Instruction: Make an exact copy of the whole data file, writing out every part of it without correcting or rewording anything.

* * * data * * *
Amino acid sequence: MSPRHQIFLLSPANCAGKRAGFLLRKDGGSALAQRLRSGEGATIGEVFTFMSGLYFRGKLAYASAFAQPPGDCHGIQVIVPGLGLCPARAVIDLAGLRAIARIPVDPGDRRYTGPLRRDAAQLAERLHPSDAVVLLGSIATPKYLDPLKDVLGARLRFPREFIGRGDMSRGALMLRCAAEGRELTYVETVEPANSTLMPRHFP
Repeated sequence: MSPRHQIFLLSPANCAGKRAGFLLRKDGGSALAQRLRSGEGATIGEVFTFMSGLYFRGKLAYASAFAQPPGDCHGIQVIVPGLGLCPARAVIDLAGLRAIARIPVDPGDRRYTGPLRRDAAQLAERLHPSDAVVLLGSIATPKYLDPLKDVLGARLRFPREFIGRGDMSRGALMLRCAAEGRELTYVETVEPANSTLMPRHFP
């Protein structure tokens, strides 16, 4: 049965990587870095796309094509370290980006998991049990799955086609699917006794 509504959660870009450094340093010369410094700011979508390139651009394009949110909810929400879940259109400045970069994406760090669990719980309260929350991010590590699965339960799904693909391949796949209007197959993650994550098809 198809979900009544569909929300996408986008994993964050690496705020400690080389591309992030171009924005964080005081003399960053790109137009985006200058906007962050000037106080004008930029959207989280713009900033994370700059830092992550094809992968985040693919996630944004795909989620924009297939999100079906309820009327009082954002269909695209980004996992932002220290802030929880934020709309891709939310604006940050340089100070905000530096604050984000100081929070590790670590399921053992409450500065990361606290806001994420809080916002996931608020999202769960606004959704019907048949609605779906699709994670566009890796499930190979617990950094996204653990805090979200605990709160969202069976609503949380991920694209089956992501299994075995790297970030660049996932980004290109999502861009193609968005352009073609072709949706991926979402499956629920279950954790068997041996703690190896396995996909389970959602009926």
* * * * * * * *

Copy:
Amino acid sequence: MSPRHQIFLLSPANCAGKRAGFLLRKDGGSALAQRLRSGEGATIGEVFTFMSGLYFRGKLAYASAFAQPPGDCHGIQVIVPGLGLCPARAVIDLAGLRAIARIPVDPGDRRYTGPLRRDAAQLAERLHPSDAVVLLGSIATPKYLDPLKDVLGARLRFPREFIGRGDMSRGALMLRCAAEGRELTYVETVEPANSTLMPRHFP
Repeated sequence: MSPRHQIFLLSPANCAGKRAGFLLRKDGGSALAQRLRSGEGATIGEVFTFMSGLYFRGKLAYASAFAQPPGDCHGIQVIVPGLGLCPARAVIDLAGLRAIARIPVDPGDRRYTGPLRRDAAQLAERLHPSDAVVLLGSIATPKYLDPLKDVLGARLRFPREFIGRGDMSRGALMLRCAAEGRELTYVETVEPANSTLMPRHFP
């Protein structure tokens, strides 16, 4: 049965990587870095796309094509370290980006998991049990799955086609699917006794 509504959660870009450094340093010369410094700011979508390139651009394009949110909810929400879940259109400045970069994406760090669990719980309260929350991010590590699965339960799904693909391949796949209007197959993650994550098809 198809979900009544569909929300996408986008994993964050690496705020400690080389591309992030171009924005964080005081003399960053790109137009985006200058906007962050000037106080004008930029959207989280713009900033994370700059830092992550094809992968985040693919996630944004795909989620924009297939999100079906309820009327009082954002269909695209980004996992932002220290802030929880934020709309891709939310604006940050340089100070905000530096604050984000100081929070590790670590399921053992409450500065990361606290806001994420809080916002996931608020999202769960606004959704019907048949609605779906699709994670566009890796499930190979617990950094996204653990805090979200605990709160969202069976609503949380991920694209089956992501299994075995790297970030660049996932980004290109999502861009193609968005352009073609072709949706991926979402499956629920279950954790068997041996703690190896396995996909389970959602009926």